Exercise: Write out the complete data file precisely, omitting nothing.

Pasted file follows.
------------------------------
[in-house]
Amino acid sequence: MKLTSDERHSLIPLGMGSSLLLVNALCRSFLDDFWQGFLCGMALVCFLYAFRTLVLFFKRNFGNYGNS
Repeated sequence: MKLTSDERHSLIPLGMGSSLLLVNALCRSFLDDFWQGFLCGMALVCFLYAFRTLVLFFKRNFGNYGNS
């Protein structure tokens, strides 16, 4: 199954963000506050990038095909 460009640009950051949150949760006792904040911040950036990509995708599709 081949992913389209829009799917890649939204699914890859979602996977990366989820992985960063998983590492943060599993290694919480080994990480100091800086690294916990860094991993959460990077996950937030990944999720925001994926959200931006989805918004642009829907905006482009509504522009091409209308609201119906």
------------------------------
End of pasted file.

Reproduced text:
[in-house]
Amino acid sequence: MKLTSDERHSLIPLGMGSSLLLVNALCRSFLDDFWQGFLCGMALVCFLYAFRTLVLFFKRNFGNYGNS
Repeated sequence: MKLTSDERHSLIPLGMGSSLLLVNALCRSFLDDFWQGFLCGMALVCFLYAFRTLVLFFKRNFGNYGNS
């Protein structure tokens, strides 16, 4: 199954963000506050990038095909 460009640009950051949150949760006792904040911040950036990509995708599709 081949992913389209829009799917890649939204699914890859979602996977990366989820992985960063998983590492943060599993290694919480080994990480100091800086690294916990860094991993959460990077996950937030990944999720925001994926959200931006989805918004642009829907905006482009509504522009091409209308609201119906």